1936, of which this present application is a divi
sion, that many other chlorinated hydrocarbons
form not only low solidi?cation point mixtures,
Under such conditions the chlorinated aromatic
hydrocarbons are preferred on account of their
greater heat stability. These latter have, how
15 ever, in general, a relatively low solubility in min
eral lubricating oils, a circumstance which limits
the percentage of chlorine which can be intro
duced into the oil in combination with these ma
terials.
but in some cases true eutectics, not only with 15
the chlor-benzenes but with each other. It seems
to be a further characteristic that low melting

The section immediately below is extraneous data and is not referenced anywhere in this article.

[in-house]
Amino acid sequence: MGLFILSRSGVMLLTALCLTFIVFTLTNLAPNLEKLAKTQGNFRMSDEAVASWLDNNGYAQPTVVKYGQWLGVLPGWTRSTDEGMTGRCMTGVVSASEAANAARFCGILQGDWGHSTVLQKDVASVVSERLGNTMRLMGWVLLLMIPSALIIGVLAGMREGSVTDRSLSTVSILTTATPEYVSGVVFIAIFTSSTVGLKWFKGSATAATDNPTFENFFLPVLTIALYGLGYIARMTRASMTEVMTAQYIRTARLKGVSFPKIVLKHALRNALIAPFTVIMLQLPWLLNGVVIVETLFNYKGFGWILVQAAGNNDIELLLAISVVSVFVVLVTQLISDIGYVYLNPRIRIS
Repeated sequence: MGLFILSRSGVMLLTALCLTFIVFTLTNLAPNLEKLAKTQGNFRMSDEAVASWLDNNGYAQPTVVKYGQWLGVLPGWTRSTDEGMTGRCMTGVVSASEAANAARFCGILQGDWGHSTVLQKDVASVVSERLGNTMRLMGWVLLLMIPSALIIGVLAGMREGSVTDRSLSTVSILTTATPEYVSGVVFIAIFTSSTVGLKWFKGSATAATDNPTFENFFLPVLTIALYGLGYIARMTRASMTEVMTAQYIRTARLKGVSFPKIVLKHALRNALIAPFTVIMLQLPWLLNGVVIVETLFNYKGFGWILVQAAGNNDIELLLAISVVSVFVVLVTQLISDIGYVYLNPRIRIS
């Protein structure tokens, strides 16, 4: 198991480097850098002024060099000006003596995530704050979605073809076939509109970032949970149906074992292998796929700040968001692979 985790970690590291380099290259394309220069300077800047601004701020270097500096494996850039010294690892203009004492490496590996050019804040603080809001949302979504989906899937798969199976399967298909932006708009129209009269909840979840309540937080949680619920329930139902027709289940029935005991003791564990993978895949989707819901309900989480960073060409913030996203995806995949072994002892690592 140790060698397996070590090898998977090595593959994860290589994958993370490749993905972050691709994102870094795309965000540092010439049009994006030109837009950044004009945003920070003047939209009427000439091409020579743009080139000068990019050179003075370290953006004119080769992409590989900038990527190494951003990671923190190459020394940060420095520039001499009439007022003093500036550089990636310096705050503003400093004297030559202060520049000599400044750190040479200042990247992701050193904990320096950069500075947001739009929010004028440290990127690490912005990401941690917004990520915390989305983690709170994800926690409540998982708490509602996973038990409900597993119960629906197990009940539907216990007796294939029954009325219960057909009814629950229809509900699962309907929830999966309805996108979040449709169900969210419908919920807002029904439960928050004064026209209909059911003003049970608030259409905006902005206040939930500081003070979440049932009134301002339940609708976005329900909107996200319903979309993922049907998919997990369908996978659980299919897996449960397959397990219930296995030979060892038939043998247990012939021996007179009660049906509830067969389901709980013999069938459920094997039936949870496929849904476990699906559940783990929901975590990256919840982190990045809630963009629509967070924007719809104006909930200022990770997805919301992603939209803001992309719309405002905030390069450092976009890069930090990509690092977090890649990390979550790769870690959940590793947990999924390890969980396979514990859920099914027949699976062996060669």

temperature is a concomitant of high solubility
in mineral oils. We shall refer to these mixtures
I
Among the chlorinated aromatic hydrocarbons
20 that have been used are chlor-naphthalenes and
chlor-diphenyls. These materials, besides hav
ing a limited solubility, are open to the further
objection that they are expensive. The chlor
25 benzenes are satisfactory from the point of view
of cost, but for various practical reasons only the
tetrachlor and hexachlor have hitherto been
available and these are unsatisfactory from the
point of view of solubility. In co-pending appli
cation Serial No. 76,661 ?led April 27, 1936 we
30 have disclosed a process for production of a spe-
as “high'solubility mixtures”, it being understood
that by this expression is meant mixtures of
chlorinated hydrocarbons of high. solubility in
mineral oils relative to the solubility of the com
ponents of the mixture.
Thus we have found that tetrachlor-benzene as